Since its opening in 1998, Te Papa has been recognised as New Zealand’s essential, national museum, one which powerfully blends Mäori and European history into a dynamic narrative. The Museum is also regarded as a keen innovator in the world of interactive and visitor-focused museum experiences. To date over ten million people have visited Te Papa, with numbers growing each year.
Te Papa is located on Cable Street, right on Wellington’s waterfront where sculptures and performers and people abound in a welcoming atmosphere. The Museum is open every day of the year, including public holidays, and entry to the general collection is free. Opening hours are 10am-6pm daily, except on Thursdays, which is open from 10am till 9pm. General entry is free, although some exhibitions attract fees. Among the facilities present is the Te Papa Café, Te Papa Store (which sells all sorts of exhibition related merchandise, books and stationery on New Zealand art and artists), and even a Te Papa Kids’ Store, located on Level 2.
Over five floors, visitors can expect to find illuminating and respectful depictions of New Zealand’s nature, art, history, geology and indigenous Mäori heritage (including ‘taonga’, or Mäori cultural treasures) in its permanent collections. Lovers of international art can also look forward to regular popular touring exhibitions, and management and curators make the most of the museum’s integrative nature to host free events and entertainment, performances, lectures, floor talks and more.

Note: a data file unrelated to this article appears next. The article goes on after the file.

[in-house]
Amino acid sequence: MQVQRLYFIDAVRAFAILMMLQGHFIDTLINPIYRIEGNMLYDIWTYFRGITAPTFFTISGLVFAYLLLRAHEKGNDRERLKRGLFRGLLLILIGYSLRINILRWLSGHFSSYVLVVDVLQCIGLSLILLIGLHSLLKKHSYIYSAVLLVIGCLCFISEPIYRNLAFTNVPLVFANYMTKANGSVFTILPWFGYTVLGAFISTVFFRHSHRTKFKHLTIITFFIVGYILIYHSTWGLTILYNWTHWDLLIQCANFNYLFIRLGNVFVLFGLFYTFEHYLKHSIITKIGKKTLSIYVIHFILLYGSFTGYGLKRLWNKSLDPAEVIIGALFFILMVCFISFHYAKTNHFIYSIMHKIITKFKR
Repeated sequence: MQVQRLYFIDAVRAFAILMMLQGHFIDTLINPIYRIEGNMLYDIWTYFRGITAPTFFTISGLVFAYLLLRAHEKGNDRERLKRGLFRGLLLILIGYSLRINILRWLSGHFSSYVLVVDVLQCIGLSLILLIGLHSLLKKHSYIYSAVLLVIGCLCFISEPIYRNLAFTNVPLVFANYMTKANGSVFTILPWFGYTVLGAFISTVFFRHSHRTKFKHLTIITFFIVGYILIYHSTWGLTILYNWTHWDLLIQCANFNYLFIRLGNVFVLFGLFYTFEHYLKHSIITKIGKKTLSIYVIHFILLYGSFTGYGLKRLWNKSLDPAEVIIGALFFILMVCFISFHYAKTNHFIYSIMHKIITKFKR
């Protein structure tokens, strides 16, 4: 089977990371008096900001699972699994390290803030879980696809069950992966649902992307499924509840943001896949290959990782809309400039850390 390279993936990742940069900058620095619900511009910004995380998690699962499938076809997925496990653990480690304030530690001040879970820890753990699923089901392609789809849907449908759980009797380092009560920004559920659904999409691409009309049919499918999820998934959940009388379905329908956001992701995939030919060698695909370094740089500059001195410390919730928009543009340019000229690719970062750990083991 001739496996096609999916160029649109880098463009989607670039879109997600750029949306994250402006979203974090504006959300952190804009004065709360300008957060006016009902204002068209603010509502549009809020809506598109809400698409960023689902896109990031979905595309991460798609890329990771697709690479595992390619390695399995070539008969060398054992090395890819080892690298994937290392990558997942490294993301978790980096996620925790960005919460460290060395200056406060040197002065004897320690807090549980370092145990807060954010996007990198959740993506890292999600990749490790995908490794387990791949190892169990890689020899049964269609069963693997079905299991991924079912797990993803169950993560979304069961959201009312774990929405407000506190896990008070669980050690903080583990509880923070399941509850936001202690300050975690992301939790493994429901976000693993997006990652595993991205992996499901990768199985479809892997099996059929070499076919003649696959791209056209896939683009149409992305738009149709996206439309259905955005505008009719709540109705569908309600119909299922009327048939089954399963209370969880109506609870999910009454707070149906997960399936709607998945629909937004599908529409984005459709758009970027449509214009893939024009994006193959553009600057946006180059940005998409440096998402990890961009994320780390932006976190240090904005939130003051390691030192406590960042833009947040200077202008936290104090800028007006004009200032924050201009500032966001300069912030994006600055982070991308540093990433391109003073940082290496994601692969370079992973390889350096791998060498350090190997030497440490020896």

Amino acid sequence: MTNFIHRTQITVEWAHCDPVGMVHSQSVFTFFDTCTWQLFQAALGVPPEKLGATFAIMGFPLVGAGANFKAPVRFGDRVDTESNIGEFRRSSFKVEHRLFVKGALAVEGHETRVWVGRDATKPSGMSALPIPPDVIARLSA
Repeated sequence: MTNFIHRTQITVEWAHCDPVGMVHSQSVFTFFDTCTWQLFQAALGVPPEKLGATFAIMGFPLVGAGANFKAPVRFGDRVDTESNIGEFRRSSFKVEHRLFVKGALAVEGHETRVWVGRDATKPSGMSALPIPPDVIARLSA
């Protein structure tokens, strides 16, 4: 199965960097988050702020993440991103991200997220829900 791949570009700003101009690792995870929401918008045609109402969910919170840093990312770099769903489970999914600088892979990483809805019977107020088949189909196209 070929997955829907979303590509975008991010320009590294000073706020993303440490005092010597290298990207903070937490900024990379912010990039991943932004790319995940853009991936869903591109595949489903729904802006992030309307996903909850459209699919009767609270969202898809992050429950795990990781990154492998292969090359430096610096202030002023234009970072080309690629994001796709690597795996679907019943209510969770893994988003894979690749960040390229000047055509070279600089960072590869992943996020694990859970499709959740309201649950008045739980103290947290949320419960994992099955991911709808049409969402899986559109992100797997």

One of the most unique features of the museum is Te Papa’s Marae, a vibrant contemporary meeting house and a living communal centre, a setting that all visitors are encouraged to connect with.
Education is a central goal at the museum and a popular learning resource for schools, as well as adult visitors and those in tertiary education. This is achieved though a combination of engaging exhibits, challenging interpretations and suitably trained visitor guides and informative tours.
Some of the captivating exhibits you can expect include ‘We are Unsuitable for Framing’, a provocative journey via artworks exploring human identity, gender, sexuality, history, and the way we and society represent ourselves. Then there’s Te Papa’s impressive scientific-themed multimedia displays, including ‘The Map’, which engages visitors by changing the geography and view of New Zealand as you walk on it! ‘The Wall’ is the place to leave your mark with virtual graffiti, whilst adventurous types can plummet some 2000 metres under the sea on ‘The Deep Ride’ and come face to face with a virtual volcano.
With all these rich wonders to explore at your fingertips, Te Papa is the best case for history and culture and education in Wellington and is well worth the visit!